“Rest assured that we are doing everything in our power to mitigate the economic damage and social costs to the state,” the Governor continued, “But how we emerge on the other side is in large part up to us.”

Orders will be posted at

A summary of changes are as follows:

➔ Changes to the current public health orders will take effect on December 9, 2020 and will expire on January 8, 2021 .

➔ The changes include:

◆ Implementation of a statewide face covering order.

◆ Bars and restaurants will be closed from 10PM to 5AM for onsite consumption.

◆ Groups of patrons seated together at bars, restaurants, theaters, concert halls, and large events will be limited

to 6.

◆ Group workout classes at gyms will be limited to 10 individuals.

◆ Gatherings without required distancing will be limited to 10 individuals.

Additional detail on the changes to each public health order is provided below.

New Statewide Face Covering Order (Order #4)

A new order will be issued requiring individuals to wear face coverings in indoor public spaces.

Changes to Public Health Order #1

➔ Bars and restaurants must close for onsite consumption from 10:00 p.m. to 5:00 a.m.

◆ Bars and restaurants may continue to provide takeout and delivery options during these hours, to the extent

authorized by law.

◆ Restaurants in travel centers and truck stops will not be ordered to close.

➔ Tables and booths at restaurants and bars must be limited to groups of 6 (previously 8) but an exception may be made

for groups larger than 6 if they are from the same household.

➔ Groups of patrons seated together at movie theaters, performance theaters, opera houses, concert halls, and music halls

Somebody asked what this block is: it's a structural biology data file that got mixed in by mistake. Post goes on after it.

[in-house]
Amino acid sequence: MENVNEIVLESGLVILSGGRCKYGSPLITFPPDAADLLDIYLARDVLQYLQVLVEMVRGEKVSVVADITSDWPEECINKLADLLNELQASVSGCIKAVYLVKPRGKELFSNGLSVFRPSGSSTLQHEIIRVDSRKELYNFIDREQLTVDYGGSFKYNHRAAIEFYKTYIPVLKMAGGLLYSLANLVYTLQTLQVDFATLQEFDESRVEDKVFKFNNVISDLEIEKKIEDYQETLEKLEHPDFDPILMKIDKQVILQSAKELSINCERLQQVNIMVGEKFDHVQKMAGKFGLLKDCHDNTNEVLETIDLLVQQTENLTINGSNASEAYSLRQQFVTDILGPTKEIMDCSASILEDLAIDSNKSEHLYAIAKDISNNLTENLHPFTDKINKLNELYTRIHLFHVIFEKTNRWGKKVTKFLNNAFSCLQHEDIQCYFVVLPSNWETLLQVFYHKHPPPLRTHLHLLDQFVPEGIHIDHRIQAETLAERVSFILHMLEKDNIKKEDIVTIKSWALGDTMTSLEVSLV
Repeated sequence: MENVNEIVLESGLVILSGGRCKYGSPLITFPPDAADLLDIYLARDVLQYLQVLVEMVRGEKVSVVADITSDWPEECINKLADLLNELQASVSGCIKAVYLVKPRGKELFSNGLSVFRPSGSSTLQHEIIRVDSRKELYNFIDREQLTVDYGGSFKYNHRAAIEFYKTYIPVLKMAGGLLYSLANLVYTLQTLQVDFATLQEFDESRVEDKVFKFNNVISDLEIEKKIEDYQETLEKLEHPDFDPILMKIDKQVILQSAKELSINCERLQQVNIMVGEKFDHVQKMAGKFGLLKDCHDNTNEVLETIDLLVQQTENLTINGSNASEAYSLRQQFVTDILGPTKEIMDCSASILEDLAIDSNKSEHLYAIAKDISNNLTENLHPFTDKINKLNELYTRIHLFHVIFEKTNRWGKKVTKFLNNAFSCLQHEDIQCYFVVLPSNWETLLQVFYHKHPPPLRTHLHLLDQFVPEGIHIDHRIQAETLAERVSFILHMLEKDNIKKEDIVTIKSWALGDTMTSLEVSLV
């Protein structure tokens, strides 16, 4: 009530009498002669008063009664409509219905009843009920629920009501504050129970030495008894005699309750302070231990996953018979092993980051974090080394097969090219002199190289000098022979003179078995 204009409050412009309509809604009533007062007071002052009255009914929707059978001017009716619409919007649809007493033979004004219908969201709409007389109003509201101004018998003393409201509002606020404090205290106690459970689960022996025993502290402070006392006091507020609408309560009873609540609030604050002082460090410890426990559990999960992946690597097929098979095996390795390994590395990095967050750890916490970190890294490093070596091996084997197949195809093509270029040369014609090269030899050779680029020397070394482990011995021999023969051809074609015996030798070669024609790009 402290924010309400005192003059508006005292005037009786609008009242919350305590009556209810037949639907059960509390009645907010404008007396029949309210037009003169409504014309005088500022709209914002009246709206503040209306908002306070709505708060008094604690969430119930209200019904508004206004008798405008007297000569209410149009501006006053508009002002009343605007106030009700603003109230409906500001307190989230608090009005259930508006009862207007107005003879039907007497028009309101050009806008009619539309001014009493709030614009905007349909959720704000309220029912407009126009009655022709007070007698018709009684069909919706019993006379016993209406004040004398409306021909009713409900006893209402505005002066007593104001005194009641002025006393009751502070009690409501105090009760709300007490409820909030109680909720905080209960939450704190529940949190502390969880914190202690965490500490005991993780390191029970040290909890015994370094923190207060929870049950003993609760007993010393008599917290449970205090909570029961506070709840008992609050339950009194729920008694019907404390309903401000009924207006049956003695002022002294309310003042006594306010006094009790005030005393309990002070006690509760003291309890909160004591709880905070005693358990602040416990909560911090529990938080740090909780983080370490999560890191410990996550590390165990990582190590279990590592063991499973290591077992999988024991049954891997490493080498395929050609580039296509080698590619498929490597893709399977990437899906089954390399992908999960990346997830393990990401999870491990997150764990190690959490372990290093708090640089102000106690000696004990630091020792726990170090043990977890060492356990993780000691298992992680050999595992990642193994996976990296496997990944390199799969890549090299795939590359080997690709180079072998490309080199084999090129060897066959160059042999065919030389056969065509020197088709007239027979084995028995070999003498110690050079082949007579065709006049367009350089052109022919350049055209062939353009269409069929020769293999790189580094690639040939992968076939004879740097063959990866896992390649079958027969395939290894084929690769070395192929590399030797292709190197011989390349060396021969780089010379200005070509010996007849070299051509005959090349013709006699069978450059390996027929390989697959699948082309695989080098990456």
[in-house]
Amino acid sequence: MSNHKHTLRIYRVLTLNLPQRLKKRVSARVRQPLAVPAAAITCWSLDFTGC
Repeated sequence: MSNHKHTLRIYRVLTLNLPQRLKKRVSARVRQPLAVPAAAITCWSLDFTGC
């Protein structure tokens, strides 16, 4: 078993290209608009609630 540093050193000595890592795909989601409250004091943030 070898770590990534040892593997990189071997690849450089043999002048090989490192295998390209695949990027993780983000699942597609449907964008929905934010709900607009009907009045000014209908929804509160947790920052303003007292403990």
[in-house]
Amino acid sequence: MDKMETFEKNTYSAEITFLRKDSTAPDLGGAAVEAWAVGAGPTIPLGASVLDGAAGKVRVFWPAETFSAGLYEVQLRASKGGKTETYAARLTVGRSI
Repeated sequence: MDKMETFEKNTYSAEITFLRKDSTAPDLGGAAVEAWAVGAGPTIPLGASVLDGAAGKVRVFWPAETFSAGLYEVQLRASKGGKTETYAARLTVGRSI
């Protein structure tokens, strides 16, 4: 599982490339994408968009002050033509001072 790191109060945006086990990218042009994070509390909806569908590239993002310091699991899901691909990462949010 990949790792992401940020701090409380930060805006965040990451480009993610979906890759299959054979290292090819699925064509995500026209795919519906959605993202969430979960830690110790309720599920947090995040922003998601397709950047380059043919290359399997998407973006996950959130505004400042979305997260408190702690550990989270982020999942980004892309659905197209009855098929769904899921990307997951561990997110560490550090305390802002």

must be limited to 6 but an exception may be made for groups larger than 6 if they are from the same household.

➔ Group workout classes in gyms are limited to 10 participants (previously 25).

Changes to Public Health Order #2

➔ Gatherings (without required distancing between groups) are limited to 10 individuals (previously 25).

➔ Indoor events may allow more than 10 individuals but no more than 25% of venue capacity with a maximum of 100


➔ Outdoor events may allow more than 10 individuals but no more than 50% of venue capacity with a maximum of 250


➔ Groups of attendees seated together at any event must be limited to 6 (previously 8) but an exception may be made for

groups larger than 6 if they are from the same household.

➔ Participants in organized sporting events and artistic performances shall not congregate in groups larger than 12

individuals (was 25).

Changes to Public Health Order #3

➔ There are no changes to public health order #3 at this time.


Powered by ROAR Online Publication Software from Lions Light Corporation
© Copyright 2024

Rendered 05/16/2024 01:44